Doug Dickerson has joined Razberi Technologies as CEO to propel its growth in the video surveillance security arena. He brings more than 25 years of technology industry experience to the role. Founder and former CEO Tom Galvin has been appointed chief product officer to spearhead continued development of the technology he originally invented. “I’m excited to be joining Razberi at this opportune time, because we see in the news every day the importance of securing our digital and physical infrastructures from hackers. Companies are also facing significant challenges managing video surveillance more effectively,” said Dickerson. Dickerson will focus on expanding sales of Razberi solutions across geographies and vertical markets such as energy, finance, city surveillance“Razberi has developed a unique set of solutions that enterprises across the globe are using to monitor their infrastructures and automatically secure their video surveillance and Internet of Things (IoT) devices.” Expanding sales of Razberi solutions Dickerson will focus on expanding sales of Razberi solutions across geographies and vertical markets such as energy, finance, city surveillance, and more. These types of customers increasingly depend on Razberi’s data centre, edge, and rugged applications to secure their critical assets and scale with them. The company sells through a growing list of security integrators and value-added resellers. “The addition of Doug as CEO gives us one of the industry’s best management teams and shows that Razberi continues to attract top talent to our team,” said Galvin. “His experience will be invaluable, because the growth in video surveillance and IoT devices has organisations facing security vulnerabilities and manageability challenges they’ve never experienced before. I look forward to working with Doug to help more customers take advantage of our technology.” Implementing cybersecurity best practices CameraDefense hardens IP cameras, networks, and other IoT devices, defends the VMS, and provides 24x7 cyber threat monitoringBuilding upon Galvin’s invention of the Razberi ServerSwitchIQ appliance, Razberi has continued to innovate with award-winning products such as Razberi CameraDefense. This solution enables security pros to consistently implement automated cybersecurity best practices without requiring additional firewall products and special expertise. CameraDefense hardens IP cameras, networks, and other IoT devices, defends the video management system (VMS), isolates the camera network, and provides 24x7 cyber threat monitoring. Doug Dickerson has held leadership roles in both start-up and large public companies. Most recently, he served as CEO of Coban Technologies, a video SaaS company offering artificial intelligence-based mobile video systems. Before that, Doug was president of Danaher Tektronix Communications, a network management software and hardware company.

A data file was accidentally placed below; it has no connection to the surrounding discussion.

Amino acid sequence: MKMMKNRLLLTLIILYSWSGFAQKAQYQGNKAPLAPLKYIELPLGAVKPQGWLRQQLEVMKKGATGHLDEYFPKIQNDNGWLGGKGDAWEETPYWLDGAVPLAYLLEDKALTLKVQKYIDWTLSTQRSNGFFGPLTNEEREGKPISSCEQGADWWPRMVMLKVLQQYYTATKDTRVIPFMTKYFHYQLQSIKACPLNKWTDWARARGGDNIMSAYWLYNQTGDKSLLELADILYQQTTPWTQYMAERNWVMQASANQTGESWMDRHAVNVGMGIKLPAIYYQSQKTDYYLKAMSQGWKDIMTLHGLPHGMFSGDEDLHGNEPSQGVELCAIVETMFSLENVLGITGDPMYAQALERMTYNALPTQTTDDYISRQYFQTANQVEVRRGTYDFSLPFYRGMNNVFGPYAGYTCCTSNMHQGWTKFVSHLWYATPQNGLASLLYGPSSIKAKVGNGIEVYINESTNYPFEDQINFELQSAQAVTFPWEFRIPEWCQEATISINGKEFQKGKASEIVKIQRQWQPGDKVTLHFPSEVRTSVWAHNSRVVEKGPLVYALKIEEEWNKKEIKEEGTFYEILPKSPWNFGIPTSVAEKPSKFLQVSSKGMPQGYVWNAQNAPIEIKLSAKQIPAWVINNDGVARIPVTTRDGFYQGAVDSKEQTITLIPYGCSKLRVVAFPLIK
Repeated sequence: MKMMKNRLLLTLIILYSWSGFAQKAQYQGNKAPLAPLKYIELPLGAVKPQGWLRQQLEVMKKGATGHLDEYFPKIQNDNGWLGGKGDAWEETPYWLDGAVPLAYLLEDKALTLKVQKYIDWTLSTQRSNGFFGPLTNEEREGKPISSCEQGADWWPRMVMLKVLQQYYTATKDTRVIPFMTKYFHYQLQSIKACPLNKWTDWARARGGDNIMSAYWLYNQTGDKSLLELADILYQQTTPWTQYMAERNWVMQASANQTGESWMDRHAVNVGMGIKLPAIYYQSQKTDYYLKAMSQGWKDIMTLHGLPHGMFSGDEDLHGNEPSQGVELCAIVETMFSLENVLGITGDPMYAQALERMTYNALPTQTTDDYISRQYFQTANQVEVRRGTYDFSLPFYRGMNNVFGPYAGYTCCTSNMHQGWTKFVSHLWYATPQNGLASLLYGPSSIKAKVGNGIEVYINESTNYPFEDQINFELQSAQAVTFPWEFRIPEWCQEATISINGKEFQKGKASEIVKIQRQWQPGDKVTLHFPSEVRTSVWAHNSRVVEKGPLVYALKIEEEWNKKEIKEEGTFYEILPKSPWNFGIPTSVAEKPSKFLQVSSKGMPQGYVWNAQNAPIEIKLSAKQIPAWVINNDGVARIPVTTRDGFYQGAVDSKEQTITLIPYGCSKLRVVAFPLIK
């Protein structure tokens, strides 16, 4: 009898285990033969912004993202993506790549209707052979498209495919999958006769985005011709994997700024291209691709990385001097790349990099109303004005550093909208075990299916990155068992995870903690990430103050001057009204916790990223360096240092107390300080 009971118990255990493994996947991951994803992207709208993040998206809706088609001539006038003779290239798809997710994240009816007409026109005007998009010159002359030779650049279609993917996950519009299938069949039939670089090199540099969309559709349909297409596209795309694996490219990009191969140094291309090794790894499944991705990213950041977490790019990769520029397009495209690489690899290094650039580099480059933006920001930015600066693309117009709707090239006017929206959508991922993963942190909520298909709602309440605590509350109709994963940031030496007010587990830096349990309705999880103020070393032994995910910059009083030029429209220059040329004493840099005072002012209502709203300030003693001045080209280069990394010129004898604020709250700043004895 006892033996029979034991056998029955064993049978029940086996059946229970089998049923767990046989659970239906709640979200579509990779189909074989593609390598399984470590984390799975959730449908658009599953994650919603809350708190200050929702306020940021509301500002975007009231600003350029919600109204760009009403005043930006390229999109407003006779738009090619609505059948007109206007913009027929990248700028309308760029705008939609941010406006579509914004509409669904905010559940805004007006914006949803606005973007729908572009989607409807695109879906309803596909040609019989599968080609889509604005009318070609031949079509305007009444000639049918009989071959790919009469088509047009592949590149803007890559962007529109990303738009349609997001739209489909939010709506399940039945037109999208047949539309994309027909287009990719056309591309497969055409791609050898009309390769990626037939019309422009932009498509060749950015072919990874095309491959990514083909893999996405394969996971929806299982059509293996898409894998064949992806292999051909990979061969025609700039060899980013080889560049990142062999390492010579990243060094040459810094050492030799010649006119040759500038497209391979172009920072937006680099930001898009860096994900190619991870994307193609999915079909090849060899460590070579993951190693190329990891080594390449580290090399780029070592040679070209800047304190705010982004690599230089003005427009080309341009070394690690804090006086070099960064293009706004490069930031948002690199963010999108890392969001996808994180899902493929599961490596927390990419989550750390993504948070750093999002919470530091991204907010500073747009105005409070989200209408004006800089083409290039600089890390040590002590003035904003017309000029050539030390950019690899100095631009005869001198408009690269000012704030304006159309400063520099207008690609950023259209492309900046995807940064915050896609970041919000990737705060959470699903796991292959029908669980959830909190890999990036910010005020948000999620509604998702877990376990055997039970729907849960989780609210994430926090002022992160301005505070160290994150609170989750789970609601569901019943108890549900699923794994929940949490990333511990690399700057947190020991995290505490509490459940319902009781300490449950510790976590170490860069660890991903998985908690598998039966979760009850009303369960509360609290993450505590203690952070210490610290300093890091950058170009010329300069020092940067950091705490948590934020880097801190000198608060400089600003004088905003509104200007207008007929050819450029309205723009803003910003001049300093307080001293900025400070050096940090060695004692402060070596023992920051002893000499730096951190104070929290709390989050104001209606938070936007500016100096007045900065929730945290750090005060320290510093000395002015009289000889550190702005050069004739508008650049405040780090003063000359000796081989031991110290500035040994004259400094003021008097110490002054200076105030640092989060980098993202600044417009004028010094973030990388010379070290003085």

ONVIF, global standardisation initiative for IP-based physical security products held its annual membership meeting in early November this year, with an overview of important activities of 2018 and perspective on the year ahead. Attendees heard presentations on the final release of Profile T in 2018, an advancement which represents how ONVIF keeps pace with technological advancements that affect product development and interoperability between IP-based physical security products. Profile T for advanced video streaming In an acknowledgement of its 10th anniversary, ONVIF chairman, Per Björkdahl highlighted the forum’s achievements over the past decade, including an overview of the six ONVIF profiles, with emphasis on the newly released Profile T for advanced video streaming. Collectively, the profiles provide support for the more than 10,000 conformant products that are increasingly included in various bid and specification processes in projects around the world. Björkdahl also cited the continued involvement of ONVIF as part of the work of the International Electrotechnical Commission’s TC79 for international standardisation. ONVIF also recognised the contributions of four individuals from various ONVIF technical committees for their work on different profiles and committees. Fredrik Svensson of Axis and Dora Han of Hikvision were recipients of the ONVIF award, which acknowledges individuals and companies who have made significant contributions to ONVIF. As chairman of the Profile T Working Group, Svensson was a leading force in the development and successful final release of the Profile T specification. Han received the award for her extensions to the specification, and for supporting the development of other members’ extensions to the specification. 2018 ONVIF Distinguished Service Awards recipients One of two 2018 ONVIF Distinguished Service Awards was given to Baldvin Gislason Bern of Axis One of two 2018 ONVIF Distinguished Service Awards was given to Baldvin Gislason Bern of Axis for his role in developing and proofing the evolution concept as chair of the Technical Services Device Test Tool Evolution. Joining him in receiving this award is Dr. Hasan Timucin Ozdemir of Panasonic, who served as chairman from 2009-2018 of the ONVIF Video Enhancement Working Group, which is responsible for formulating and prototyping new features for the ONVIF specification. “All of our honorees have shown their significant and long-term commitment to the organisation as a whole, and in turn have directly and positively impacted the work of ONVIF,” said Björkdahl. “The success of our organisation would not be possible without the innovative contributions and hard work of our members, and for that, we say thank you.” Defining video surveillance and access control standards ONVIF Technical Committee Chairman, Hans Busch of Bosch, spoke to members about the specification development roadmap and its alignment to the standardisation activities within the IEC TC 79 working groups for video surveillance and physical access control standards. Technical Services Committee (TSC) Chair Andreas Schneider of Sony gave an overview of the committee’s work on new and existing profiles, client and device test tools, updates to the conformance process and tools and Developers’ Plugfests. Founding members Axis, Bosch and Sony automatically retain seats on the Steering, Technical and Technical Services CommitteesONVIF Communication Committee Chair, Tim Shen of Dahua provided a recap of ONVIF communication efforts in 2018, with a continued focus on market education about the specific profiles through presence at industry events and media activity. He also reported on the success of the first ever ONVIF Open Source Spotlight Challenge that took place earlier this year. The results of the annual elections for committees of ONVIF were announced by Kevin Schader, ONVIF Executive Director. Re-elected to the ONVIF Steering Committee were Mayur Salgar of Honeywell and Stuart Rawling of Pelco by Schneider Electric. For the Technical Committee, Hanwha Techwin’s Sujith Raman, Pelco by Schneider Electric’s Steve Wolf, and Tyco Security Product’s Stephen Serplus were re-elected, while Hikvision’s Dora Han joined the committee as a new member. Bob Dolan of Anixter and Giri Guntipalli of Honeywell were re-elected to the Technical Services Committee, along with new member Marwan Obeidat of Pelco by Schneider Electric. Tim Shen of Dahua, Jens Berthelsen of Hikvision and Xinming Kang of Honeywell were re-elected to the ONVIF Communication Committee, while Cathy Zhou of Huawei joined the committee as a new member. Founding members Axis, Bosch and Sony automatically retain seats on the Steering, Technical and Technical Services Committees. IP-based physical security solutions expert Founded in 2008, ONVIF is a leading and well-recognised industry forum driving interoperability for IP-based physical security products. The organisation has a global member base of established camera, video management system and access control companies and more than 10,000 profile conformant products. ONVIF offers Profile S for streaming video; Profile G for recording and storage; Profile C for physical access control; Profile Q for improved out-of-the-box functionality, Profile A for broader access control configuration and Profile T for advanced streaming. ONVIF continues to work with its members to expand the number of IP interoperability solutions that ONVIF conformant products can provide.